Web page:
MAYFIELD, Ky. – Emergency tones poured into the Mayfield Fire Department after a tornado swept through the region, but first responders were at first helpless. The steel roll-up doors had caved in, trapping emergency vehicles inside.
Using a tow strap, the Mayfield firemen "hooked it to these roll-up doors and we had to rip them off the building so we could respond and start helping people," Mayfield Fire Chief and EMS Director Jeremy Creason told Fox News.
Even still, wreckage blocked the roadways, forcing emergency workers to respond on foot until paths were cleared.
Tornadoes tore through multiple states on Dec. 10, killing around 90 people. Kentucky Gov. Andy Beshear said 77 people died in Kentucky, the state hit hardest, and as of last week, more than 900 storm victims were being housed at state parks, resorts and hotels.
First responders and volunteers from across the region came to aid the devastated town, often facing obstacles of their own.
"We responded to every portion of the path of the tornado," Creason told Fox News. The tornado directly hit his fire station.
Soon after the tornadoes struck, "a lot of walking wounded" started arriving at the fire station, Creason said. The department set up a triage station and began giving care.
"People were coming to us, telling us people were trapped," the fire chief told Fox News.
Mayfield's Police Department also got "to work, instantly," Officer Jasper Mundy told Fox News. Police allowed community members to shelter in the department's basement.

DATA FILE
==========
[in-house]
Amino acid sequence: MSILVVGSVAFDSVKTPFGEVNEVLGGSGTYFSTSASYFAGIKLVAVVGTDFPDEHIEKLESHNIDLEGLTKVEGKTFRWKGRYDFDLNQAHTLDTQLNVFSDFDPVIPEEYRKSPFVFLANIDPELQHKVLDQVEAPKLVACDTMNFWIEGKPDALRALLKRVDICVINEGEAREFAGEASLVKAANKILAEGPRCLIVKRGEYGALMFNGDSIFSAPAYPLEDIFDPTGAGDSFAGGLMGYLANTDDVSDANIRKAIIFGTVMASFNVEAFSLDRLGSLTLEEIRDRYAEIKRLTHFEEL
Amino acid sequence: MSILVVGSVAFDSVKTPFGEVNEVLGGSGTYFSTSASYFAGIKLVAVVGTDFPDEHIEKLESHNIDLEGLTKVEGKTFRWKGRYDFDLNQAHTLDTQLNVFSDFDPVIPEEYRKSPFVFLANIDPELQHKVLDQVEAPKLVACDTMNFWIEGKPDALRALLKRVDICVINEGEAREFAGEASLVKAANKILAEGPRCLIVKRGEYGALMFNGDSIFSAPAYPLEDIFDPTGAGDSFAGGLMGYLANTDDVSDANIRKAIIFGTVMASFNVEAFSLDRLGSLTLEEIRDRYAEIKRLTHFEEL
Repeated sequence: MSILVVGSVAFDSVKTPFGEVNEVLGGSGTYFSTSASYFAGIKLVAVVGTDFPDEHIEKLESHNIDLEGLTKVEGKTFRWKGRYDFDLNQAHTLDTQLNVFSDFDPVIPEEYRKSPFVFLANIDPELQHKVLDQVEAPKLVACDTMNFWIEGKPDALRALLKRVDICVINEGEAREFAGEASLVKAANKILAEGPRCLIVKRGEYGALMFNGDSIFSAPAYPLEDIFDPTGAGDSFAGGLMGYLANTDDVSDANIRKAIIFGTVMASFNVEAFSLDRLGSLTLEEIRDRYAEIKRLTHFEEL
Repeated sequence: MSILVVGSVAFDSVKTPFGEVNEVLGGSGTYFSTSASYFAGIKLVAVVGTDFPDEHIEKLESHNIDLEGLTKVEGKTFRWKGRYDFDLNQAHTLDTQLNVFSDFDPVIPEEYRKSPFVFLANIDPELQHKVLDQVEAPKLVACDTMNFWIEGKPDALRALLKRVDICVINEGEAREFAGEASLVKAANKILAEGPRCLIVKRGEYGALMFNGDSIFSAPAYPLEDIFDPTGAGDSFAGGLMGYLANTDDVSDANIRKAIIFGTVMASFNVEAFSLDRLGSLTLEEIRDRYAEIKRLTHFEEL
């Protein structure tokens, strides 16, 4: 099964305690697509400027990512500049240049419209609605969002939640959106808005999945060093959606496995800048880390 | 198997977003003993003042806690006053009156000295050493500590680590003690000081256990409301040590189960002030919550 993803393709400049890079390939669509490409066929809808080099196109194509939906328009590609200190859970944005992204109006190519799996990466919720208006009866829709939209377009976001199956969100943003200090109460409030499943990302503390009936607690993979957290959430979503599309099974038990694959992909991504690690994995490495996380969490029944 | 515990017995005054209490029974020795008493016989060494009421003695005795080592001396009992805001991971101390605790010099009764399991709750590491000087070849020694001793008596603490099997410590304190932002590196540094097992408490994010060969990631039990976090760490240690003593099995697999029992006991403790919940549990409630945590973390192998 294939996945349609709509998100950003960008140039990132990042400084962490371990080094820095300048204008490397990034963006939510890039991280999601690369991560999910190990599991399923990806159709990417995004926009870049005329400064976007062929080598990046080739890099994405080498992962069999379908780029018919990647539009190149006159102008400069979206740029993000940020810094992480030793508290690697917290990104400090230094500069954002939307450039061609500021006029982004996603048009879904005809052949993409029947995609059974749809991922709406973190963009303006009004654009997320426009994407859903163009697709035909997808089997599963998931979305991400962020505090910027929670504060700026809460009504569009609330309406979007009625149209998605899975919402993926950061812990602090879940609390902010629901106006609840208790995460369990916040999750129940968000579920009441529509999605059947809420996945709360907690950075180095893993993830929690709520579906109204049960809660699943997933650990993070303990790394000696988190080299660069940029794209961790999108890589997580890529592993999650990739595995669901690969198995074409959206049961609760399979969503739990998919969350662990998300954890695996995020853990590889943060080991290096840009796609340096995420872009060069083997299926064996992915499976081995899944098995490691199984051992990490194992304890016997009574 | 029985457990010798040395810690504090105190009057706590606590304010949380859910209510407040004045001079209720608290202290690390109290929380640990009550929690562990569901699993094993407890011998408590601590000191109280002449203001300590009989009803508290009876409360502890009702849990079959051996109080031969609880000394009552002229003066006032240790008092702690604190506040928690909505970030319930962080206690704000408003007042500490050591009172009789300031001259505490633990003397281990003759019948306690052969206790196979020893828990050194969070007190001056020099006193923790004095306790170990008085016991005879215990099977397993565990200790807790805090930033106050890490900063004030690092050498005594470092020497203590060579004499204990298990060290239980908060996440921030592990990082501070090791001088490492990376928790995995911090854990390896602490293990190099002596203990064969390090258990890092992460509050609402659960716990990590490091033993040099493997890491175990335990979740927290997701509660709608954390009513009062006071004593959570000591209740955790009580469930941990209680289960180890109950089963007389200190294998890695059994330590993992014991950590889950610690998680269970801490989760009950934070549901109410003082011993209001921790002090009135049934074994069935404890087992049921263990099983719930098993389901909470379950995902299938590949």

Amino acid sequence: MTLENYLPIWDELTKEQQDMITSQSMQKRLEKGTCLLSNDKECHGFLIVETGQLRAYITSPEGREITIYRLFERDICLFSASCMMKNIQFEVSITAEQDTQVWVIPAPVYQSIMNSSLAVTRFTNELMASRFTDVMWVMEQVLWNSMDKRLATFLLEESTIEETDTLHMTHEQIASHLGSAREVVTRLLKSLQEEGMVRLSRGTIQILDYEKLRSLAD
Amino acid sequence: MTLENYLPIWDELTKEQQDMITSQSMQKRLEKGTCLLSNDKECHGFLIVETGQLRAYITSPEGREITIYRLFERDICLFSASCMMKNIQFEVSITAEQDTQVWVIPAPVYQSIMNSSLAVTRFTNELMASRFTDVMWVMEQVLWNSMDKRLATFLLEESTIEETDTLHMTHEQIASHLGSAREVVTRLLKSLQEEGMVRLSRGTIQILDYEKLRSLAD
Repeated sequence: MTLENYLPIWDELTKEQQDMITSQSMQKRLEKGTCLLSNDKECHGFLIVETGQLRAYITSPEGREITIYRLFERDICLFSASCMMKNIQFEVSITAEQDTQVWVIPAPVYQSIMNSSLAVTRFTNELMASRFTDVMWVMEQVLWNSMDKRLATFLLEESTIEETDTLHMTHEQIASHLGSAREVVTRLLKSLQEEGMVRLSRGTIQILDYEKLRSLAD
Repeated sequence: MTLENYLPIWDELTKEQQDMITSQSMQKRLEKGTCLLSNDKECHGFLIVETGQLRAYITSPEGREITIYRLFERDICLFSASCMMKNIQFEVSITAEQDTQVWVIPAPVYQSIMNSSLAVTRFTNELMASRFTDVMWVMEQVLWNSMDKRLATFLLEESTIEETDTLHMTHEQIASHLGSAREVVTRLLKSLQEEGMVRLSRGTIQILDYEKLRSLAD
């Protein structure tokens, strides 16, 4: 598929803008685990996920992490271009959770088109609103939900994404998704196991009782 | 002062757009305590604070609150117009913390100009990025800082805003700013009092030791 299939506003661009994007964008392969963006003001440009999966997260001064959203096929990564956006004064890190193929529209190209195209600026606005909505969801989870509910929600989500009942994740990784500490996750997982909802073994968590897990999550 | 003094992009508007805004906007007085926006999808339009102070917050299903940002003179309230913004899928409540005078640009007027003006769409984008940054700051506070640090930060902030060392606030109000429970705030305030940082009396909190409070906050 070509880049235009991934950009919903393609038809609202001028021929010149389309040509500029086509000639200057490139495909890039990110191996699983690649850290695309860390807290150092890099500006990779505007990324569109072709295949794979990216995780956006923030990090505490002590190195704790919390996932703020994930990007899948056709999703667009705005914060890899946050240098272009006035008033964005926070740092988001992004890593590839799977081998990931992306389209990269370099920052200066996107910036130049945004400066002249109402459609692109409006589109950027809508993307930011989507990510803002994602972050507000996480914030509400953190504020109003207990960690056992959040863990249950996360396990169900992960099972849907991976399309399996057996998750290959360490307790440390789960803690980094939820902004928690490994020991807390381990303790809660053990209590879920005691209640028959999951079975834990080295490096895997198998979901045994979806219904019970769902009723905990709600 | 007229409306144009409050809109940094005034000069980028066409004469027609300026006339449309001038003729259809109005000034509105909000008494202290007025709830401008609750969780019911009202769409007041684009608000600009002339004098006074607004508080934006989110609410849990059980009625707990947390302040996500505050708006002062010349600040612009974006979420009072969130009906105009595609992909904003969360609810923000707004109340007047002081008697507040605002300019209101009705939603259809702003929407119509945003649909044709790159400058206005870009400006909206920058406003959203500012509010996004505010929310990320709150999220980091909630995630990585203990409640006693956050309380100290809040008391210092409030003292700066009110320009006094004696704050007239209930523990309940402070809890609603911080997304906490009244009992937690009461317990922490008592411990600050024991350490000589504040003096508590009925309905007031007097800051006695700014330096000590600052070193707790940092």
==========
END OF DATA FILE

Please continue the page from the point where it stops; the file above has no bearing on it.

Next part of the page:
Following the tornadoes, Mundy and others helped pull people from out under the rubble.
"Everybody has lost something and I want to do whatever I can to help," Mundy told Fox News. While he felt there was a lot he wouldn't be able to do for the community, Mundy said he was determined to "get out and work and try to make the best of the situation."
The community has been grateful for law enforcement's help, Mundy told Fox News.
"I helped a lady today … she actually hugged me and was thanking me for everything I've done for her," he said. "A lot of the people are really thankful — I think the hug brightened my day, that's all I really needed."
Similarly, Nate Flint, with the U.S. Army, and Ben Wofford, a paramedic from a neighboring county, told Fox News they were happy to lend a hand to the Mayfield community.
"It feels great being able to get out here and actually do something," Flint said. He flew in after the tornado and was handing out water to community members, asking if they had everything they needed.
The National Guard, the American Red Cross and community volunteers were among the countless others who responded to the tornado's aftermath.